Articles | Volume 34, issue 6
Ann. Geophys., 34, 573–580, 2016
Ann. Geophys., 34, 573–580, 2016

ANGEO Communicates 23 Jun 2016

ANGEO Communicates | 23 Jun 2016

Secondary electron emission from meteoric smoke particles inside the polar ionosphere

Carsten Baumann1, Markus Rapp1,2, and Antti Kero3 Carsten Baumann et al.
  • 1Deutsches Zentrum für Luft- und Raumfahrt, Institut für Physik der Atmosphäre, Oberpfaffenhofen, Germany
  • 2Meteorologisches Institut München, Ludwig-Maximilians-Universität München, Munich, Germany
  • 3Sodankylä Geophysical Observatory, University of Oulu, Tähteläntie 62, 99600, Sodankylä, Finland

Abstract. The charging by secondary electron emission (SEE) from particles is known as a significant charging process in astrophysical plasmas. This work aims at evaluating the significance of SEE for charging of meteoric smoke particles (MSPs) in the Earth's polar atmosphere. Here, the atmosphere is subject to a bombardment of energetic electrons from the magnetosphere (and partly the sun). We employ the SEE formalism to MSPs in the upper mesosphere using electron precipitation fluxes for three different precipitation strengths. In addition, we address the possible effect of tertiary electron emission (TEE) from MSPs induced by atmospheric secondary electrons for one precipitation case. The SEE and TEE rates from MSPs of different sizes are compared to plasma attachment and photodetachment and photoionization rates of MSPs. The needed concentration of electrons and ions have been modeled with the Sodankylä Ion and Neutral Chemistry (SIC) model with included electron precipitation spectra as an additional ionization source. We find that secondary electron emission from MSPs is not a relevant charging mechanism for MSPs. The electron attachment to MSPs and photodetachment of negatively charged MSPs are the most important processes also during energetic electron precipitation.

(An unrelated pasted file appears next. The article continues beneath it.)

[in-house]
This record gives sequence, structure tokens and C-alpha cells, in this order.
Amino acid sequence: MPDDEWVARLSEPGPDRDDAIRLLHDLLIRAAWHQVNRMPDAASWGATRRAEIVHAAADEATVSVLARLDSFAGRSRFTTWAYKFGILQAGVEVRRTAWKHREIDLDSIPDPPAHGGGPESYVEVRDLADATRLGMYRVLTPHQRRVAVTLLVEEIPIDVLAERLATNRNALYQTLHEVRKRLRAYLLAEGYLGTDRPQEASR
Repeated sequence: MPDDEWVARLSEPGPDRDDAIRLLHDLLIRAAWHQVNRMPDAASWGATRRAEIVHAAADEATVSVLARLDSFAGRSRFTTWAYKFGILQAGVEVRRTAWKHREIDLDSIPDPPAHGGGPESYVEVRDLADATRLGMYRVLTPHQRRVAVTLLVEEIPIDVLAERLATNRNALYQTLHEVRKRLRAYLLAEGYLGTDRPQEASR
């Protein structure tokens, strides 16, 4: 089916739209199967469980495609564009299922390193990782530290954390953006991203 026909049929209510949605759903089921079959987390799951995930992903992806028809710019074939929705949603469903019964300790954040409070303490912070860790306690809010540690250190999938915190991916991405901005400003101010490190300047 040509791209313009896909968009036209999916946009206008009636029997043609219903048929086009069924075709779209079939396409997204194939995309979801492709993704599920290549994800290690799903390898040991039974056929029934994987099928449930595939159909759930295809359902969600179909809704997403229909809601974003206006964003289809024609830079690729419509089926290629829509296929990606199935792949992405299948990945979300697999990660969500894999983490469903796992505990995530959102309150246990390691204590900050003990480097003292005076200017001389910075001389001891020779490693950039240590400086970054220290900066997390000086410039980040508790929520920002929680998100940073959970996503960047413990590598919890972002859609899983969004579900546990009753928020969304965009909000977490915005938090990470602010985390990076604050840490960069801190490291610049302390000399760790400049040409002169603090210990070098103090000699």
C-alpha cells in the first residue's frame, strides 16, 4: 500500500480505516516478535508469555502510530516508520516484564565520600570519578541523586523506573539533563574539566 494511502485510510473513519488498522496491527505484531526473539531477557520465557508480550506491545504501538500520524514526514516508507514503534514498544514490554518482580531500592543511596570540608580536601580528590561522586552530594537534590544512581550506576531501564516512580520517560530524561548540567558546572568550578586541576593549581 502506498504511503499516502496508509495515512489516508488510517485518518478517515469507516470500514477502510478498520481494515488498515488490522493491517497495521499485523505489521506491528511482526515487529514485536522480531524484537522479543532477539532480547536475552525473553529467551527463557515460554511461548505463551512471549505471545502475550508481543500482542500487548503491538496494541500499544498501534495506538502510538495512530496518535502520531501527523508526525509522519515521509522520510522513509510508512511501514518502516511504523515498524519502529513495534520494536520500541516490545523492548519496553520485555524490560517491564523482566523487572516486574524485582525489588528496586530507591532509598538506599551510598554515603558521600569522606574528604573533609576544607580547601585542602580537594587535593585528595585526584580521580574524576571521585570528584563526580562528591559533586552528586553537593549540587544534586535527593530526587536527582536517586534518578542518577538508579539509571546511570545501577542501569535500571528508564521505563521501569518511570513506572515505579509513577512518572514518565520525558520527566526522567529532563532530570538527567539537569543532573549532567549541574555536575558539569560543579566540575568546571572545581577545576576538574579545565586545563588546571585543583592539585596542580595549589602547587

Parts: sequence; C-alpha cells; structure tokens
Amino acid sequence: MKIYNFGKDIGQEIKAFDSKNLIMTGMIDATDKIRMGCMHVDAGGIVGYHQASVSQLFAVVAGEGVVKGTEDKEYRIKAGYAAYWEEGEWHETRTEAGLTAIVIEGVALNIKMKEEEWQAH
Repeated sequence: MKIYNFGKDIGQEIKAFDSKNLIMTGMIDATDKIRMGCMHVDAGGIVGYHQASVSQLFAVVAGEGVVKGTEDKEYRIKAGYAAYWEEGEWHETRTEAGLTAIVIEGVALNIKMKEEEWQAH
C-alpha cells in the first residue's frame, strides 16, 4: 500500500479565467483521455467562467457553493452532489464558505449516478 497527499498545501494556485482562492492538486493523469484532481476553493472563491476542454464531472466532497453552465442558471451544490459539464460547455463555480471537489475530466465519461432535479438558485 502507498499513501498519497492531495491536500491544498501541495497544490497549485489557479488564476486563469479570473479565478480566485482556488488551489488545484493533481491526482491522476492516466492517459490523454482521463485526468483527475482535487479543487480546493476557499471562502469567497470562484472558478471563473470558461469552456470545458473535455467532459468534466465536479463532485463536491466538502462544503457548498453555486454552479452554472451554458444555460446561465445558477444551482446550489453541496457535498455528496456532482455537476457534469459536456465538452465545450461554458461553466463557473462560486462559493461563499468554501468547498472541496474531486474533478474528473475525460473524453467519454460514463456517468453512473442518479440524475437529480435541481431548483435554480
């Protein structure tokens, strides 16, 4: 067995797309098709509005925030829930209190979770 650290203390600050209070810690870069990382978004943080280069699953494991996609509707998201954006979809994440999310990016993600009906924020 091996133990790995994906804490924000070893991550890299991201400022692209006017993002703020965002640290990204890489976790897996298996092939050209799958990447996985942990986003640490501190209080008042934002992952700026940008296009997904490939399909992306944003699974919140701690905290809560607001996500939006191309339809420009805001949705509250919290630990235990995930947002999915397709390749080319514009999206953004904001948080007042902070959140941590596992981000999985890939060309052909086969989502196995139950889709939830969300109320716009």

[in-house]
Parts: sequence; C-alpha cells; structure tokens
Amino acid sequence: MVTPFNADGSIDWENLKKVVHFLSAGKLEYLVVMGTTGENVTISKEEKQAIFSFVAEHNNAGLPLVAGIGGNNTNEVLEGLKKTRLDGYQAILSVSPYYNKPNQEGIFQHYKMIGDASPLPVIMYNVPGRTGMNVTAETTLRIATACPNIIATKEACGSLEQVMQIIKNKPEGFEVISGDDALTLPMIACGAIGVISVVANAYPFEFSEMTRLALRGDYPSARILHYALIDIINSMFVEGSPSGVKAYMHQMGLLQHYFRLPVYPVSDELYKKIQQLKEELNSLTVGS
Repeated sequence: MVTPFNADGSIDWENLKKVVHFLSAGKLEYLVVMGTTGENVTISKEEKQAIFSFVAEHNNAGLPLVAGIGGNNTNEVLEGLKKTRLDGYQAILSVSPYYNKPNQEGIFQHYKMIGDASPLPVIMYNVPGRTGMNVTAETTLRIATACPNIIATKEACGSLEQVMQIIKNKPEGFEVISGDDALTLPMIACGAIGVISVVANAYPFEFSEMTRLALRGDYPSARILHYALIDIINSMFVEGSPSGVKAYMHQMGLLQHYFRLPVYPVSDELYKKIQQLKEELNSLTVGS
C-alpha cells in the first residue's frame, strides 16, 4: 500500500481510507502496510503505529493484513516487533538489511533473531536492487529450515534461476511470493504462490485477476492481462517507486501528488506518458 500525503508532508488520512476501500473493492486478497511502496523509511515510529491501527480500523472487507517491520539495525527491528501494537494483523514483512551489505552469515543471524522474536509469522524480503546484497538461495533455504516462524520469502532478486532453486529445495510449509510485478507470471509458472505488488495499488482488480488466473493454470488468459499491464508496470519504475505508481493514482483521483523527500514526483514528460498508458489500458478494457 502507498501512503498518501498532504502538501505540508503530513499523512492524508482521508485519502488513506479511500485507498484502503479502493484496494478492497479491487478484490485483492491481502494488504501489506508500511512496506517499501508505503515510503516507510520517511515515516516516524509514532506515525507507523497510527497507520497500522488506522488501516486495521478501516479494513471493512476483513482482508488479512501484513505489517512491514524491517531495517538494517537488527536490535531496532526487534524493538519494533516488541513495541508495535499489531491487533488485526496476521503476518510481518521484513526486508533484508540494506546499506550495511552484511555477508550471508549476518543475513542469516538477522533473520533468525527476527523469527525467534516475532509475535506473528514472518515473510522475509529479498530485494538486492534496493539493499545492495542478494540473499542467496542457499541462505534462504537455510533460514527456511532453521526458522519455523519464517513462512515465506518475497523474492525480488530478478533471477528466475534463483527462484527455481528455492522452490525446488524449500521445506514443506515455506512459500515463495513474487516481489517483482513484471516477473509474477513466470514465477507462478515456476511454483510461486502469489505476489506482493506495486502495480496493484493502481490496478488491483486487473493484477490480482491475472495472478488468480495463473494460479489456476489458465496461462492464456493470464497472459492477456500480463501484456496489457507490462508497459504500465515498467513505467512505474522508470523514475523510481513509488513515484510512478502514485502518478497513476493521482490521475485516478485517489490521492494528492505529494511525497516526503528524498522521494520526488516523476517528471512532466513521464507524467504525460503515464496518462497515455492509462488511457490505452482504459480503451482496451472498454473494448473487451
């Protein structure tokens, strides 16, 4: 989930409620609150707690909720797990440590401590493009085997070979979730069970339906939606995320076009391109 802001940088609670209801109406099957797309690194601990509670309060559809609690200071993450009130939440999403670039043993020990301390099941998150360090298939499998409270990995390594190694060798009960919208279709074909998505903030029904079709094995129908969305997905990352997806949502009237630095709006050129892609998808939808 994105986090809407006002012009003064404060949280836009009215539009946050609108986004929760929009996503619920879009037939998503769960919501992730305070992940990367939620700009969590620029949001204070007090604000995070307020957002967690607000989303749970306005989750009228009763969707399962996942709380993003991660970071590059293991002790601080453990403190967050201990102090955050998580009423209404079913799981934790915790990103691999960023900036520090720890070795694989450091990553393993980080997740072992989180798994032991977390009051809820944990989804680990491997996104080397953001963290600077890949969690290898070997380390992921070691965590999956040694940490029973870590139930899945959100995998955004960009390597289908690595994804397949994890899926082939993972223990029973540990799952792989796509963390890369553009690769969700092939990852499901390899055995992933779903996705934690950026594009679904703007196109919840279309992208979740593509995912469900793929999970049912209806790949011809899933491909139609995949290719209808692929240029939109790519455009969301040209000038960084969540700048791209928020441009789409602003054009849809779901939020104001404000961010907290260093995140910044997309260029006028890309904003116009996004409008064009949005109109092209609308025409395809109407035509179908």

Short summary
Meteor smoke particles (MSPs), originating from evaporated meteoric matter at 60–110 km altitude, are present in the whole atmosphere including polar regions. As electron precipitation is present at high latitudes, these MSPs are bombarded by energetic electrons. The energetic electrons can enter the MSPs and excite secondary electrons. That can lead to a change of the charge state of these MSPs. The study finds that other charging processes, e.g., electron attachment, are more important.